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Marko Bjelac
Marko Bjelac

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Multiple asserts are bad and that's the hill I'll die on

Photo by Jørgen Håland on Unsplash


When writing an automated test, sometimes multiple things happen and sometimes we want to check (i.e. assert) all of them and sometimes we want to do that in one test.

Like this:

Don't do it!


  1. Readability is lower: the assertion is the center of the test (thus should always be written first but that's another article) and having more than one disorients the reader
  2. The test framework will stop on first failure, meaning the failure report will be partial - you'll never know which output was incorrect and which correct, except the first incorrect one (and all the correct ones before it, provided you know by heart which ones went before)
  3. The test name is either weirdly composed of multiple parts which makes it long and hard to follow (like in the Gist) or describes just part of the scenario, i.e. it is lying

How to do it differently?

Method A: Assertion Structure

In a simple-enough case, when all the asserted data is in-fact closely related (domain-wise), we can lump the actual data in one structure, the expected data in another (of the same type) and assert the structures' equality.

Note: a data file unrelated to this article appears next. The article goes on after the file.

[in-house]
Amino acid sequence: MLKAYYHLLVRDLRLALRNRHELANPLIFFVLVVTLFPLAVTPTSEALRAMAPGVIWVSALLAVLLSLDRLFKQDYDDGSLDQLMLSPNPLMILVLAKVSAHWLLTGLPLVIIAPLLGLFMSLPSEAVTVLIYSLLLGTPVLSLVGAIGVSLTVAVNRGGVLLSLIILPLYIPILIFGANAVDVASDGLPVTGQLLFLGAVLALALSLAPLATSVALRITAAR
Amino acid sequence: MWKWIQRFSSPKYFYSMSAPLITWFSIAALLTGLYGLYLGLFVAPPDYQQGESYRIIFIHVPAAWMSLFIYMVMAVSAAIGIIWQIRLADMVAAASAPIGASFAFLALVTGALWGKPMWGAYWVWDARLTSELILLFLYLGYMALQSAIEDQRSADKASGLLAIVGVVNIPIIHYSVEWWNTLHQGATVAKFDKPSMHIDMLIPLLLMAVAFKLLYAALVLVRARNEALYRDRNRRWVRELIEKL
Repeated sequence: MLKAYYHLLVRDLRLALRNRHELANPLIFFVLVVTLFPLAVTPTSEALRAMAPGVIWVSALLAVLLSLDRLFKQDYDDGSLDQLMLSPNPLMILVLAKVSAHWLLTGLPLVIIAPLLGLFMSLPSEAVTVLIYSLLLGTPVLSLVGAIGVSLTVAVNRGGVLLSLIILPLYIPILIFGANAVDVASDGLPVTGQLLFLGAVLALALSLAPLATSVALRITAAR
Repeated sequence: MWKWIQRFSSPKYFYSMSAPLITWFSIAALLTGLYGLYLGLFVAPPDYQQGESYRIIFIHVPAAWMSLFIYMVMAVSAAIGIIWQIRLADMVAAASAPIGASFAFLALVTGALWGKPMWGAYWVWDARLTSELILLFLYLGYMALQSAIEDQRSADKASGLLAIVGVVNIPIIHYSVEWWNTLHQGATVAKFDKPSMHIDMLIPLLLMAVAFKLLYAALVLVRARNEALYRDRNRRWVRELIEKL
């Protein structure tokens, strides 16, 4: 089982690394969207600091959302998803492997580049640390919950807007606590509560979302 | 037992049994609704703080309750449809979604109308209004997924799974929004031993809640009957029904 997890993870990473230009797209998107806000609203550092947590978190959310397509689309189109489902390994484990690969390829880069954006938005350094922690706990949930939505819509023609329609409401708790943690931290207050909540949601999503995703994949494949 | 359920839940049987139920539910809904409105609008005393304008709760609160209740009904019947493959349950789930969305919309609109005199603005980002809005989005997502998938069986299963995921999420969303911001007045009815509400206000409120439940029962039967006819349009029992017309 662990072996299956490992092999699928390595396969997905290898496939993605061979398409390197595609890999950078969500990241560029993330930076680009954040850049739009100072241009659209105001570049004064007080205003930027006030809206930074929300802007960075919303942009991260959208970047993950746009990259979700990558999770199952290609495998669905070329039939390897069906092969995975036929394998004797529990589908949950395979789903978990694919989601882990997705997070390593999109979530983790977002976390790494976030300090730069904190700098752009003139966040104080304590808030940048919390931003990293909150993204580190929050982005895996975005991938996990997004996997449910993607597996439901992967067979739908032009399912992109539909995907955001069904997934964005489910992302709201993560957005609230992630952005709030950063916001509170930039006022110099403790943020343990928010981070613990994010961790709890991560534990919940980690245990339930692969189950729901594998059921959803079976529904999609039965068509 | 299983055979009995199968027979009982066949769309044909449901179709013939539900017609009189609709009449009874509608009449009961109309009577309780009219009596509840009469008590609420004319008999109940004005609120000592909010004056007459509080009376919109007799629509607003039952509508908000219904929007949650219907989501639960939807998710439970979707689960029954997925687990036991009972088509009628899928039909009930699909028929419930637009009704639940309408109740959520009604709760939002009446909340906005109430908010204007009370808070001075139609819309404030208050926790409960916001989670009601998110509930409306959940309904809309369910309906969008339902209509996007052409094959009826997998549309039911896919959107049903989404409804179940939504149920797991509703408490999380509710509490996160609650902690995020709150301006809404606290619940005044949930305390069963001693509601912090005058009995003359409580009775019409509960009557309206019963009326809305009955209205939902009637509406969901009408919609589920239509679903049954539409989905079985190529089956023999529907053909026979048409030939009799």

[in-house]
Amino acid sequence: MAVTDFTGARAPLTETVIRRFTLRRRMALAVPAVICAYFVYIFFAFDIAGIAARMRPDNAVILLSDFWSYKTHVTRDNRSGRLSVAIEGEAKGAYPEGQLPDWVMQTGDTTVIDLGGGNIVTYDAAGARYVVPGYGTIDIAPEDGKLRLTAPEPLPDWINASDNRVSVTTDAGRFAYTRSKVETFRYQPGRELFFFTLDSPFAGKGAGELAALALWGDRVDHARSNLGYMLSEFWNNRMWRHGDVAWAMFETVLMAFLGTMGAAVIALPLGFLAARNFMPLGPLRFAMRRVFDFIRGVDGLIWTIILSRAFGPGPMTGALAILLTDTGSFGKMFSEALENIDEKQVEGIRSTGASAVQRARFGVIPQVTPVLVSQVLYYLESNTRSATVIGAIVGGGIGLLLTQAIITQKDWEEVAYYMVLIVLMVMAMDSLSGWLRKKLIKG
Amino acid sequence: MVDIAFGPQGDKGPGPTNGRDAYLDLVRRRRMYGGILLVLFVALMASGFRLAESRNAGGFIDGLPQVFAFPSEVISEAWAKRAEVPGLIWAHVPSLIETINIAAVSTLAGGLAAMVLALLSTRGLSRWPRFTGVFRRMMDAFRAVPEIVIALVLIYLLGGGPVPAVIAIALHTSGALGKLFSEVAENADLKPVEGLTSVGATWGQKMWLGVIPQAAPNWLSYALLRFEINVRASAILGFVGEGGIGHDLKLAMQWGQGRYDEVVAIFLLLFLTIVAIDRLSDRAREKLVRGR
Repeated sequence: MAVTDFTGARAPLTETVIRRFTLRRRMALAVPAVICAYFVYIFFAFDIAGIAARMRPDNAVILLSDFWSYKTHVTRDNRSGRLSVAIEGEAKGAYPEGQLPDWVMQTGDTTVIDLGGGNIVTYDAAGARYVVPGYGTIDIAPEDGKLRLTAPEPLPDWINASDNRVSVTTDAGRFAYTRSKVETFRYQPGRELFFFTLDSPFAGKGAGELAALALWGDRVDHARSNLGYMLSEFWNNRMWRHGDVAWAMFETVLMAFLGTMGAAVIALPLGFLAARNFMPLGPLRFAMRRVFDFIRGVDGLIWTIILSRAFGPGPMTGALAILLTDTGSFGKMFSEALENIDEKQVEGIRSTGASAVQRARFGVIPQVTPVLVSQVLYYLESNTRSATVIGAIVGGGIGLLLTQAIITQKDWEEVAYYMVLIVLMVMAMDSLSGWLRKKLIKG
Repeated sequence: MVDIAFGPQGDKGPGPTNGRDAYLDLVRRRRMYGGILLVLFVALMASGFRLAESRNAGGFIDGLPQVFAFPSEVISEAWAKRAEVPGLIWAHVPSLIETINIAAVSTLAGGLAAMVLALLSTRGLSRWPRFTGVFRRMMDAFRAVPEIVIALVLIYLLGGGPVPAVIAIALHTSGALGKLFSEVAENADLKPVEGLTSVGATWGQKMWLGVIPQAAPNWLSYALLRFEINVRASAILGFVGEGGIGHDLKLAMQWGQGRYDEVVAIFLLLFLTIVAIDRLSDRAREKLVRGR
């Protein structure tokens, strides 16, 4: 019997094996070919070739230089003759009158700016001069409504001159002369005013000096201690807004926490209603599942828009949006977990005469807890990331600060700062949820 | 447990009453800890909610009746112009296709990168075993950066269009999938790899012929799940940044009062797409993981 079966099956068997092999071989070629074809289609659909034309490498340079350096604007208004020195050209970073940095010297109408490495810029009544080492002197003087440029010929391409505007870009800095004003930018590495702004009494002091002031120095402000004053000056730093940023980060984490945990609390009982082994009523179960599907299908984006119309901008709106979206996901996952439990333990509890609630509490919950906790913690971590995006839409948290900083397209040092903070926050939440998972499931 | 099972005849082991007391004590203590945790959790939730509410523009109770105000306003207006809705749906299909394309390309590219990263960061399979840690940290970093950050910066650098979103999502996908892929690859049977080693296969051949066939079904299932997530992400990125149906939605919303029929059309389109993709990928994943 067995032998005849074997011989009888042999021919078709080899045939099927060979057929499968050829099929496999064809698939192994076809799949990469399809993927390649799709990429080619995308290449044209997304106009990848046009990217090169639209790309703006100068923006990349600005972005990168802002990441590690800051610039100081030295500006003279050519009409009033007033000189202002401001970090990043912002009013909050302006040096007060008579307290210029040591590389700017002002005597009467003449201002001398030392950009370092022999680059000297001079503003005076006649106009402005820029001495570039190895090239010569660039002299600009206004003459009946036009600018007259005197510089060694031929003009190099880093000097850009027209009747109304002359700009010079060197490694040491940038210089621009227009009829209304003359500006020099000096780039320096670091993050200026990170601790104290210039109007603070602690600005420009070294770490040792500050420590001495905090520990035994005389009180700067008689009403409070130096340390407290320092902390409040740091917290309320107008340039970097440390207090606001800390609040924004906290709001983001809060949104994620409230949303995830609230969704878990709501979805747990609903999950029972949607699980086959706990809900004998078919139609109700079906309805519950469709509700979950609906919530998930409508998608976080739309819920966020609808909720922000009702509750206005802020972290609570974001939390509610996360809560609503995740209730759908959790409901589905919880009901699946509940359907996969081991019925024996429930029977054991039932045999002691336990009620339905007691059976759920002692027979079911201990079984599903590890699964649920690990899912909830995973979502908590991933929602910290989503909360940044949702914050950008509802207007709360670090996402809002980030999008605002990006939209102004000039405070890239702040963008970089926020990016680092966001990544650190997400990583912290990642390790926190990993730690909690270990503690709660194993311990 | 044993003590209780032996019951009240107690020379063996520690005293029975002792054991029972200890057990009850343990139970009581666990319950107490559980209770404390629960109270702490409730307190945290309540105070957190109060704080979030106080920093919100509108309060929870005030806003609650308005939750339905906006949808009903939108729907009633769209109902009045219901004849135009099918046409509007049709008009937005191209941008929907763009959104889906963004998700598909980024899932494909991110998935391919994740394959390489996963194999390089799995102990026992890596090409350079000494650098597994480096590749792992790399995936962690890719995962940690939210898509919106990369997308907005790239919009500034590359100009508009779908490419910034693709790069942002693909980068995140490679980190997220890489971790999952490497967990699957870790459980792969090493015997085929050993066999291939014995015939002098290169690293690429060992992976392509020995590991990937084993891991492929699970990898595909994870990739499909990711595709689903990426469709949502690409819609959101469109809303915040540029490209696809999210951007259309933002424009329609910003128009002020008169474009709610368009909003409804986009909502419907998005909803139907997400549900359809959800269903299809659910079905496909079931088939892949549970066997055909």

Like this:

For simple matters, arrays (or any collection in other languages, e.g. Lists in Java/Kotlin) will suffice.

For more complex stuff and much greater readability use custom data objects:

The increased readability is apparent in code, but much more so in the test failure report!

Method B: Multiple Tests

When the data isn't that much related to each other domain-wise, you should have multiple tests with one assert each:

The duplication of arrange (given) and act (when) steps can be solved in a number of ways, but can also be left duplicated - these are tests after all and DRY holds much weaker here: readability is much more important.

In the end...

When you see a test with multiple asserts, or are starting to make one, ask yourself:

What is the point of this test?

Then try to see which of the above methods should be applied.

But what if we use...

...a soft assertion library (which executes all multiple asserts and the failure report displays all results)?

That works, but I dislike those because:

  1. They usually require the developer to finally call .assertAllOfUs() in the end and this can be forgotten which results in the most evil thing there is: A TEST THAT NEVER FAILS 💣
  2. I have to learn how yet another library and it's API work 🙄

Next-morning Addition

A thing one remembers when walking one's dog in the morning: AssertK has the "soft" assertions solved with their multiple assertions feature, which avoids the bad point 1. but still kind of leaves point 2. Also, allows people to complicate test code, especially when using multiple assertions within a multiple assertion. 🤯

Also the lib is for Kotlin only ... but everyone should be writing Kotlin anyway. 😛

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